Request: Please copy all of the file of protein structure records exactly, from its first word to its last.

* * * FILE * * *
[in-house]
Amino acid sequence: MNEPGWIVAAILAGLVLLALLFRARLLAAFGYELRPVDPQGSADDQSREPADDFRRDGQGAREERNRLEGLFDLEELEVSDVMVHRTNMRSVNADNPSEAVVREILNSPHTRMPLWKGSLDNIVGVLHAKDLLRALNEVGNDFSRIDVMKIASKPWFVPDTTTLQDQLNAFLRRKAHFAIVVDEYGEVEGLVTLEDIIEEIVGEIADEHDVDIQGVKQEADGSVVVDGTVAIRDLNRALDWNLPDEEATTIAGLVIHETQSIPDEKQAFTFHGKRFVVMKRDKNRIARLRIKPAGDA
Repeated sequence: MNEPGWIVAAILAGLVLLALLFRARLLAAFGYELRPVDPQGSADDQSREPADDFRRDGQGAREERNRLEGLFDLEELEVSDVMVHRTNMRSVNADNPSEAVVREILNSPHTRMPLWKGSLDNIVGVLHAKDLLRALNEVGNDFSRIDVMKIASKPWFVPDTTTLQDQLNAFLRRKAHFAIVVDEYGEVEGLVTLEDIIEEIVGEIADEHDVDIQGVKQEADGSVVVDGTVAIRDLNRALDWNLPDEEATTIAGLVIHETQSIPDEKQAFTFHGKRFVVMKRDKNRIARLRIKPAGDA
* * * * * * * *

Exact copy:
[in-house]
Amino acid sequence: MNEPGWIVAAILAGLVLLALLFRARLLAAFGYELRPVDPQGSADDQSREPADDFRRDGQGAREERNRLEGLFDLEELEVSDVMVHRTNMRSVNADNPSEAVVREILNSPHTRMPLWKGSLDNIVGVLHAKDLLRALNEVGNDFSRIDVMKIASKPWFVPDTTTLQDQLNAFLRRKAHFAIVVDEYGEVEGLVTLEDIIEEIVGEIADEHDVDIQGVKQEADGSVVVDGTVAIRDLNRALDWNLPDEEATTIAGLVIHETQSIPDEKQAFTFHGKRFVVMKRDKNRIARLRIKPAGDA
Repeated sequence: MNEPGWIVAAILAGLVLLALLFRARLLAAFGYELRPVDPQGSADDQSREPADDFRRDGQGAREERNRLEGLFDLEELEVSDVMVHRTNMRSVNADNPSEAVVREILNSPHTRMPLWKGSLDNIVGVLHAKDLLRALNEVGNDFSRIDVMKIASKPWFVPDTTTLQDQLNAFLRRKAHFAIVVDEYGEVEGLVTLEDIIEEIVGEIADEHDVDIQGVKQEADGSVVVDGTVAIRDLNRALDWNLPDEEATTIAGLVIHETQSIPDEKQAFTFHGKRFVVMKRDKNRIARLRIKPAGDA